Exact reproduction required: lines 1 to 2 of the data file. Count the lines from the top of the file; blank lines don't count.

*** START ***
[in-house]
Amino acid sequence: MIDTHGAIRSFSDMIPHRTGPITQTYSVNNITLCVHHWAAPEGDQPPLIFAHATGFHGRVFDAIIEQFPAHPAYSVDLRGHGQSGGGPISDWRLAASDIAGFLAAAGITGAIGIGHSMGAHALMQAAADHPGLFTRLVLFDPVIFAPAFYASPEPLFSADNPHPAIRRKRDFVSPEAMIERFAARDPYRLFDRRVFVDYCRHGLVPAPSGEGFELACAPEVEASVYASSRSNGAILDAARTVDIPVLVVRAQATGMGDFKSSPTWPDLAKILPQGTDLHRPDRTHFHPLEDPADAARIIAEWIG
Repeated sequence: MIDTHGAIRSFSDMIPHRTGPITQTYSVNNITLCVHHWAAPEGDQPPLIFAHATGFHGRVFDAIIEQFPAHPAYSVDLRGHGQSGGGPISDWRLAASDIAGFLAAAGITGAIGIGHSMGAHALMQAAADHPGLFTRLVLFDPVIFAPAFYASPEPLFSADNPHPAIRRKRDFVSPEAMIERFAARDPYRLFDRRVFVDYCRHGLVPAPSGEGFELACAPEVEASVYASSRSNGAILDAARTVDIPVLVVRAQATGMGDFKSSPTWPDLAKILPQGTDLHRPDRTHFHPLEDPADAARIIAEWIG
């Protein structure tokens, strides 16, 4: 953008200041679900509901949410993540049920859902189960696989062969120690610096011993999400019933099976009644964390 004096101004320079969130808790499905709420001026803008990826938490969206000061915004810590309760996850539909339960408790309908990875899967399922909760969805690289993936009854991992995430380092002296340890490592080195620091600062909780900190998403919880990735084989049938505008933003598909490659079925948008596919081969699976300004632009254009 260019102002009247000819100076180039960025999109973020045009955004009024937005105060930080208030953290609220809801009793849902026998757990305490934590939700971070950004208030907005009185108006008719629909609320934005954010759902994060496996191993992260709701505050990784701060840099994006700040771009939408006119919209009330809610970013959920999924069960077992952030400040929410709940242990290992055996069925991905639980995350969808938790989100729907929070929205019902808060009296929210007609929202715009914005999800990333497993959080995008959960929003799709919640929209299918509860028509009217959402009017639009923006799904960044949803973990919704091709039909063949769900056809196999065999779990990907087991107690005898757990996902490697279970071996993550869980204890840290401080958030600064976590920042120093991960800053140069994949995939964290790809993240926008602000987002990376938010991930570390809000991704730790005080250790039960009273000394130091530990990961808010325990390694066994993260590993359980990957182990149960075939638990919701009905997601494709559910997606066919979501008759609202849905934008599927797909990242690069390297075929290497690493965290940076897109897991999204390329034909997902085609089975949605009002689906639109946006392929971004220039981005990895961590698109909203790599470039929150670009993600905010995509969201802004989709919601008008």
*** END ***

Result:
[in-house]
Amino acid sequence: MIDTHGAIRSFSDMIPHRTGPITQTYSVNNITLCVHHWAAPEGDQPPLIFAHATGFHGRVFDAIIEQFPAHPAYSVDLRGHGQSGGGPISDWRLAASDIAGFLAAAGITGAIGIGHSMGAHALMQAAADHPGLFTRLVLFDPVIFAPAFYASPEPLFSADNPHPAIRRKRDFVSPEAMIERFAARDPYRLFDRRVFVDYCRHGLVPAPSGEGFELACAPEVEASVYASSRSNGAILDAARTVDIPVLVVRAQATGMGDFKSSPTWPDLAKILPQGTDLHRPDRTHFHPLEDPADAARIIAEWIG